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Post pet (1pm session) gaca 2 10

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  • Right now, you may be using simple wrist/leg/collars, but here is the future.
  • Transcript

    • 1. Georgia Dept. of Agriculture CEMA Savannah, Georgia May 3, 2010 Presented by: Laura Blanton & Dianna DeLoach Mary Greene, Director
    • 2. Emergency Support Function 11
      • Under ESF 11, Agriculture, GDA is tasked with assisting with animal friendly shelters in disaster
      • County Emergency Operations Centers also have ESF 11 desks
      • The Pets Evacuation and Transportation Standards (PETS) Act was enacted in 2006 to ensure that the needs of companion animals and their owners are addressed by local and state government.
    • 3. PETS Act
      • “ Authorizes search, rescue, care, and shelter of pets and service animals as a type of essential assistance to be provided after a major disaster declaration.”
      • (P.L. 109-295, §689 (b) Stafford Act amended Sec. 403)
    • 4. Service Animals
      • According to the Pets Evacuation and Transportation Standards Act of 2006 (PETS Act), “the Director shall ensure that such plans (state and local) take into account the needs of individuals with household pets and service animals prior to, during, and following a major disaster or emergency .” (Public Law 109-308, Section 2 (b)(3)).
    • 5. Georgia is a Host State!
      • 5 Neighboring States: Florida, North Carolina, South Carolina, Tennessee and Alabama
      • This has a huge impact on disaster preparations in Georgia. Not only do we need to prepare for our own citizens evacuating within the state, but we also prepare for neighboring evacuees coming in.
    • 6. Phases of Disaster
      • Preparation Phase: local Animal Disaster Plans (ADPs); see disc for reference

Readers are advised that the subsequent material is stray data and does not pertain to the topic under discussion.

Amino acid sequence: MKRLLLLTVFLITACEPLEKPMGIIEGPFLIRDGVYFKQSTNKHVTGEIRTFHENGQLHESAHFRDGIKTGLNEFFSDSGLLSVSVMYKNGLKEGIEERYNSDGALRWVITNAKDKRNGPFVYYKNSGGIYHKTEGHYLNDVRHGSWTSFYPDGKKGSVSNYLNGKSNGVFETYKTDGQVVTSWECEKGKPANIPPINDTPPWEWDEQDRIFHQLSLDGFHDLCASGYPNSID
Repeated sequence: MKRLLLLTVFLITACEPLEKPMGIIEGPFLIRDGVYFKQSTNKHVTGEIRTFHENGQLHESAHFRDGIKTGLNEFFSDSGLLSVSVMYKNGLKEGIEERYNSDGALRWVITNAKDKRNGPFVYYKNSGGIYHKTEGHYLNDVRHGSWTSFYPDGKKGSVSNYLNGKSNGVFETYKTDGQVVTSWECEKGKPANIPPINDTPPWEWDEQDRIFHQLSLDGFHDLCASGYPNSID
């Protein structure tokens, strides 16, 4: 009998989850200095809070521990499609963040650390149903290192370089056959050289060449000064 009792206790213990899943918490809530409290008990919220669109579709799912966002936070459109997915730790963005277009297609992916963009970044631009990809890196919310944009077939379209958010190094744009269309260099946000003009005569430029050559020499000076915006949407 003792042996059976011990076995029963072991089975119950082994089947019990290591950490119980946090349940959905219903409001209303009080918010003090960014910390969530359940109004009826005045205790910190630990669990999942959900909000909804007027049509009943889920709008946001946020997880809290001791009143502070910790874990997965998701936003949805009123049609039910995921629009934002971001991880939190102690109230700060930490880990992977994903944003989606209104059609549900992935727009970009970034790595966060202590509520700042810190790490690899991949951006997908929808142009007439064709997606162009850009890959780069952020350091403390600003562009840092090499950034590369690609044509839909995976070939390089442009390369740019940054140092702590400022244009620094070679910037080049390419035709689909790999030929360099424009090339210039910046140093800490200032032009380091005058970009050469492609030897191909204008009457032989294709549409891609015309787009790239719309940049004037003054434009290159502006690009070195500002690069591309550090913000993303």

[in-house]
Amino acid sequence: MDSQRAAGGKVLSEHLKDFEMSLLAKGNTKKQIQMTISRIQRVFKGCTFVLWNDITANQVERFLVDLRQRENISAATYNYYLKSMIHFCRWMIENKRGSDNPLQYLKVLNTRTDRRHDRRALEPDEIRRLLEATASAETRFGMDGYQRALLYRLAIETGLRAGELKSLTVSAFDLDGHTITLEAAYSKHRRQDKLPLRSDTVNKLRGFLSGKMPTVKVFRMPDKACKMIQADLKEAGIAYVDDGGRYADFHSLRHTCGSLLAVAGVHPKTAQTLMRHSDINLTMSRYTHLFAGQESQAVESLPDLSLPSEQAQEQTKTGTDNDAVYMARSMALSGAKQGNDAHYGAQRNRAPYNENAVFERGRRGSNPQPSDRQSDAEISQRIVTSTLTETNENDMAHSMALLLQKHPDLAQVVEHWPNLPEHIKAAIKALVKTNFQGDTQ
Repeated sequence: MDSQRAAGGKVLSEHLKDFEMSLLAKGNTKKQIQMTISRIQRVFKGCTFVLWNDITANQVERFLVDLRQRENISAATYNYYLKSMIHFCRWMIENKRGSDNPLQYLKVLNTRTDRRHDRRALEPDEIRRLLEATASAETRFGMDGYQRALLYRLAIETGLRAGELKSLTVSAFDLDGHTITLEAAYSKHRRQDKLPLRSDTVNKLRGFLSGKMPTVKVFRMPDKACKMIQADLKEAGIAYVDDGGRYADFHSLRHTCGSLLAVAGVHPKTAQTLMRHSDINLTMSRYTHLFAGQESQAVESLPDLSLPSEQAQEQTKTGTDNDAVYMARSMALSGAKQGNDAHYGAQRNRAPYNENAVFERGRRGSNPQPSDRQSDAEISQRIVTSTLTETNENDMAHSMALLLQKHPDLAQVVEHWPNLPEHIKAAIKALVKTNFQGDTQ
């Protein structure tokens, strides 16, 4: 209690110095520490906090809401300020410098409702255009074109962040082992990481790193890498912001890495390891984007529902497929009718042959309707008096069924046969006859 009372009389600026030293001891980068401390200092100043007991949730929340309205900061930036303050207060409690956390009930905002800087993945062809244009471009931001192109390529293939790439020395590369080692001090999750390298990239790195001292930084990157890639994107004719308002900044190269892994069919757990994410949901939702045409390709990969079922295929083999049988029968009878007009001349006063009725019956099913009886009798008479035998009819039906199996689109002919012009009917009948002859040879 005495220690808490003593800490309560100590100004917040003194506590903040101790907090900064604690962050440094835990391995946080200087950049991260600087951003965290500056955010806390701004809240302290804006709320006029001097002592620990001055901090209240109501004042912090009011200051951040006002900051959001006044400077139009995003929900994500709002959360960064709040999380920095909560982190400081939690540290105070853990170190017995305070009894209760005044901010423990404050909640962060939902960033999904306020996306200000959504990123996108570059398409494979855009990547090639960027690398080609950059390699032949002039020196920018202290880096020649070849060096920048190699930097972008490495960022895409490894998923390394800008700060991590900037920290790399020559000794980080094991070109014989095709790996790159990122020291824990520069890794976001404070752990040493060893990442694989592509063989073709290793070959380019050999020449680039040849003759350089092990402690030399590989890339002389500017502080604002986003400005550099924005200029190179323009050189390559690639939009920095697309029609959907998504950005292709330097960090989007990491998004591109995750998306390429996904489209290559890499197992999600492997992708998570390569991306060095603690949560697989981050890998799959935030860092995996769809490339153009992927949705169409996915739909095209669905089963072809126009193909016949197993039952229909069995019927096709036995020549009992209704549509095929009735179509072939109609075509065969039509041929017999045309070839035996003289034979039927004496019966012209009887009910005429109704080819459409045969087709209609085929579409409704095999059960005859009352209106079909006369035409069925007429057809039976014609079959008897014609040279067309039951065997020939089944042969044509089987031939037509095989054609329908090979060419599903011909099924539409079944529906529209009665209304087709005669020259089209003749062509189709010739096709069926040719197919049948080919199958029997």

• Alert Phase: Notification Procedures, Declarations
      • Response Phase: setting up shelter, SAR, veterinary medical care, care of animals
      • Demobilization Phase: shutting down facility, C&D, owner re-unification; final debriefing
      • Recovery Phase: collective effort, getting back to norm, takes time
    • 7. Incident Command System
      • We operate under the Incident Command System (ICS) during an event to ensure that everyone is speaking the same language, operating under the same system, and maintaining proper span of control
      • Encourage you take IS 100, 200 & 700 if you have not already: http://www.training.fema.gov/IS/NIMS.asp
    • 8. Incident Command System Incident Commander Finance Logistics Operations Safety Officer PIO Animal Friendly Shelter Planning
    • 9. Where Does Animal Sheltering Fit? Sample Animal Branch Operations Section Animal Branch Animal Sheltering Animal Search & rescue Veterinary Medical Animal Decontamination Pet A Equine Pet B
    • 10. ICS basic features
      • Expands and contracts with incident needs
        • Individuals may hold multiple ICS positions in smaller endeavors
      • Span of control is 3-7
      • Everyone has an assignment
      • Everyone knows who they report to!
    • 11. Planning
      • Projecting needs
        • Personnel
        • Equipment/supplies
      • Documentation
      • Technical specialists
      • Demobilization
      • Monitor Incident Action Plan from ICP
      • Prepare Incident Action Plan (IAP) if needed
    • 12. Logistics
      • Communication methods and approved use needs to be identified in debriefing sessions
        • External
          • Phone, fax, Internet, radio, satellite phone
        • Internal
          • Walkie-talkies
          • Bulletin board
        • Media monitoring
          • Radio, TV, Internet
      • Transportation
        • People coming from communal shelter (is their a schedule?)
        • Animals (entry/exit)
      • Facilities Management
        • Break Room
        • First Aid Area/Medical
        • Bathroom
      • Security
        • People, supplies
        • Animals (entry/exit)
    • 13. Setting up the Shelter
      • Gubernatorial Declaration
      • Establish the maximum # of animals to be housed
      • Review Chain of Command with all staff
      • AFS is co-located with Red Cross Shelter
      • Establish Security Checkpoints
      • ID Safety Officer/First Aid Station
      • Bio-Security measures are established and in place
      • Fire Extinguishing Device is functional
    • 14. Facility Expectations
      • Adequate food
      • Adequate water
      • Adequate lighting
      • Adequate temperature control
      • Adequate ventilation
      • Classification & Separation
      • Drainage
      • Fire extinguisher
      • Humane Care
      • Interior surfaces
      • Pest Control
      • Sanitation
      • Shelter from the elements
      • Space requirements
      • Storage